“THE WITNESS: From The Balcony of Room 306” chronicles the final days of Dr. King as seen through the eyes of one of the last surviving witnesses.
More than forty years ago in Memphis, Tennessee, Dr. Martin Luther King Jr. was slain on the balcony of the historic Lorraine Motel. This past spring, the National Civil Rights Museum (NCRM) commemorated the anniversary of Dr. King’s assassination and honored his legacy with a full day of commemoration including the premiere screening of “The Witness: From the Balcony of Room 306.” This award winning documentary short captures the last days of Dr. King as seen through the eyes of one of the only surviving witnesses on the balcony, a close friend who spent the last hours with him that fateful day in 1968, Reverend Samuel “Billy” Kyles.
As Kyles, now 74 years, so eloquently states, “Absolutely you can kill the dreamer, but you cannot, I must tell you that you cannot kill the dream. The dream is still alive. The dream is still alive. The dream is still alive.” The film emphasizes the ongoing relevance of the Civil Rights Movement, as a beacon of hope for all people in struggle the world over and gives us perspective, in light of our incredibly historic presidential election of how far we have come. It examines the history of the Civil Rights Movement through the lens of Dr. King’s contemporaries, how it inspired non-violent social activism among ordinary people who, as a result, became leaders that affected historic change.
Reverend Kyles, a longtime leader in the Civil Rights Movement, chronicles his time with Dr. King leading up to the fateful shot including his efforts to gain community support for the striking sanitation workers in 1968, the famous marches through Memphis and Dr. King’s last days. Kyles reveals stirring details about conversations with Dr. King moments before his passing. The 32-minute documentary short includes exclusive, never before seen commentary and interviews with Reverend Samuel “Billy” Kyles, Dr. Benjamin Hooks, Civil Rights Leader and former Executive director of the NAACP, Mrs. Maxine Smith, Executive Secretary, NAACP Memphis Branch and Taylor Rodgers, one of the original sanitation workers who marched alongside King and Kyles, among others.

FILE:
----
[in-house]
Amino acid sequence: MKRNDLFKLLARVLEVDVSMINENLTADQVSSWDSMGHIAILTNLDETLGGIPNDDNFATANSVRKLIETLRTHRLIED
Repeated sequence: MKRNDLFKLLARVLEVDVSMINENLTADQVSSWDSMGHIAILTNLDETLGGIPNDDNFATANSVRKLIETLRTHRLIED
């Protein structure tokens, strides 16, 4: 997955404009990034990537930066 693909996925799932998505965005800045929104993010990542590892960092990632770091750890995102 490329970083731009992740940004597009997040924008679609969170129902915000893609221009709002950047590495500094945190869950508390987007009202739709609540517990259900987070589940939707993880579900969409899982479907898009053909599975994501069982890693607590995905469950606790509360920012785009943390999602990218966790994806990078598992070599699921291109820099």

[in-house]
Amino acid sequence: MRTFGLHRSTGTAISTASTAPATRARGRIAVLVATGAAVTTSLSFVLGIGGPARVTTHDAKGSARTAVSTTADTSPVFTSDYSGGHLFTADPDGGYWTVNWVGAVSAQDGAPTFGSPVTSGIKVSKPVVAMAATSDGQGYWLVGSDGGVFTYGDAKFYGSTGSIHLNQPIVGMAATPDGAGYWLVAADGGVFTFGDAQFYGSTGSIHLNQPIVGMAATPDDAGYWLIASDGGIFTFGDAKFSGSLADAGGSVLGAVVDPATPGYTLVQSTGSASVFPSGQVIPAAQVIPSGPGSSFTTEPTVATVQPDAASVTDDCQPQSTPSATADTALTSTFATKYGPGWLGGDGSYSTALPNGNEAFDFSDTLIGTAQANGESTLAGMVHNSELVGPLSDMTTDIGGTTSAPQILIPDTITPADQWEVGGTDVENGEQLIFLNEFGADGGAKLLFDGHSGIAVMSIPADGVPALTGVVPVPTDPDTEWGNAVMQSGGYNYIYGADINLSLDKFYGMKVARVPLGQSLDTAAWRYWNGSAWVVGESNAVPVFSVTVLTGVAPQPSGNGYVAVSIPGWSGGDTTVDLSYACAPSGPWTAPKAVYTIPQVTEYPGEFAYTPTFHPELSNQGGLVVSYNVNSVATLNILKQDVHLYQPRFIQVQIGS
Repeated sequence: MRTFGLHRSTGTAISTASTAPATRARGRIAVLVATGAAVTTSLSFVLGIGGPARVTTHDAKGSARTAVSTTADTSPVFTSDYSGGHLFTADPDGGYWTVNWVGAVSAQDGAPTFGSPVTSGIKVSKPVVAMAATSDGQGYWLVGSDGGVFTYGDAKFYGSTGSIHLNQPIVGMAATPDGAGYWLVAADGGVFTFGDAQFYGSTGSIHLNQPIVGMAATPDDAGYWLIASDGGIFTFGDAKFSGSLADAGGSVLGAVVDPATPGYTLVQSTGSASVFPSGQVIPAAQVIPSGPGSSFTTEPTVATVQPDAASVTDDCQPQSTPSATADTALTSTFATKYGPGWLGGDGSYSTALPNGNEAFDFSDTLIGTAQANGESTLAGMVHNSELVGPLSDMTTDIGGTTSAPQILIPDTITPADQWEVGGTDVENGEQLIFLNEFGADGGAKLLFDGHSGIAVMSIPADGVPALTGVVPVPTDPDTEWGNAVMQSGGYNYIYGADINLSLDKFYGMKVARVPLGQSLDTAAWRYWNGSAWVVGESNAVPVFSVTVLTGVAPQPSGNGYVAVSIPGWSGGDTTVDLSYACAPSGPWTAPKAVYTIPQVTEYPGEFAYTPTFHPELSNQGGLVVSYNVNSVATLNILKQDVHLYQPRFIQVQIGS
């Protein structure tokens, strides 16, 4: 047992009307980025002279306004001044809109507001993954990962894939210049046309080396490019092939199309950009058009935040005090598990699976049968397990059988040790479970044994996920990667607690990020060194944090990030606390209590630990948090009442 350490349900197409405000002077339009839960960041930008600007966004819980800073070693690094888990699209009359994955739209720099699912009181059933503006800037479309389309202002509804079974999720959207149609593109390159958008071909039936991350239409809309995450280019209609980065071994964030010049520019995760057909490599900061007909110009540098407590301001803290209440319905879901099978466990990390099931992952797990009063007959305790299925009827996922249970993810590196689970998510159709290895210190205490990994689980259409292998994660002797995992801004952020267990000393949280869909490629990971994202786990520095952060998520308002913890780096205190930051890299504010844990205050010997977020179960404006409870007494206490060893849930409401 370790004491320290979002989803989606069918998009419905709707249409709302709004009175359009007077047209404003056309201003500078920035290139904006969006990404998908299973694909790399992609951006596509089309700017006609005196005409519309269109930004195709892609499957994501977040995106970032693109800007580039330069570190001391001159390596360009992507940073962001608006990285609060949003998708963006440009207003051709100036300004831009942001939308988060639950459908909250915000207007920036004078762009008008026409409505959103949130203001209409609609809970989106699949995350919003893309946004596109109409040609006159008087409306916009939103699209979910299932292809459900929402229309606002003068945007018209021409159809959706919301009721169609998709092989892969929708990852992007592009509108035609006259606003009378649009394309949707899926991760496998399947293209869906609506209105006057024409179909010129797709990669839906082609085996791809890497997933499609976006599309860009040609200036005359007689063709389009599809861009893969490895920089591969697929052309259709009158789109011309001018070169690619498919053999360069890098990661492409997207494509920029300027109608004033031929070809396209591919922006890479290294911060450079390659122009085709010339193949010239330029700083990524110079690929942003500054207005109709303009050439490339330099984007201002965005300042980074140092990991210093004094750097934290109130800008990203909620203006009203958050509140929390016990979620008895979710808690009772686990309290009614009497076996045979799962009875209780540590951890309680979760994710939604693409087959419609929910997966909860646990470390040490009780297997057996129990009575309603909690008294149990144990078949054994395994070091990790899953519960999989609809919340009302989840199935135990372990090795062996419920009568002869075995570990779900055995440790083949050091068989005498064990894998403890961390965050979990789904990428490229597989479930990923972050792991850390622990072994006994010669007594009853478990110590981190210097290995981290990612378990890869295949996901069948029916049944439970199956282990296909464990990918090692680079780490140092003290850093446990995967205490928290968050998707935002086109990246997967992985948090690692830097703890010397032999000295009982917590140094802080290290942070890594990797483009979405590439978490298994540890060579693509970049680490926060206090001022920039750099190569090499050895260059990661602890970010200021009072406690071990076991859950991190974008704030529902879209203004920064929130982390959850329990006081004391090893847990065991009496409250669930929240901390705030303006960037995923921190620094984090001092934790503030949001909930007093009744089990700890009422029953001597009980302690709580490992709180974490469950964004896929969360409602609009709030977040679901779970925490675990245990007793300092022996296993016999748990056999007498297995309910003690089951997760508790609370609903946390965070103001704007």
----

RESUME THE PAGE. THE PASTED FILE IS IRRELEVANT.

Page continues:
As the film’s executive producer and producer, Margaret Hyde, says, “Rev. Kyles is such an inspiring presence and so integral to telling this story. Not to have this man’s testimony committed to film would be a great loss not only to the Civil Rights Movement but also future generations who need to hear about this.”
Although Hyde had dreamt of making this film a reality for many years, the film from inception to the first screening took an astoundingly short seven months. “Everyone, especially Rev. Kyles, participated with the proviso that we didn’t seek to personally benefit from the film and that all proceeds would go to the Museum. We know we just couldn’t think of making the film any other way.. Everyone interviewed in the film donated his or her time and we were able to screen the film at the NCRM in time for the 40th anniversary of Dr. King’s assassination commemoration.”
Hyde adds, “Rev. Kyles has been so true to his mission and his message. He has never written a book or tried to capitalize on being a witness, and couldn’t speak about it for the first 30 years following Dr. King’s death, but he does tell his story when asked (for free) all over the country. We’re honored that we could provide a forum for this great man to add to the Civil Rights legacy and provide a forum for his message encouraging and challenging everyone to keep the dream alive.”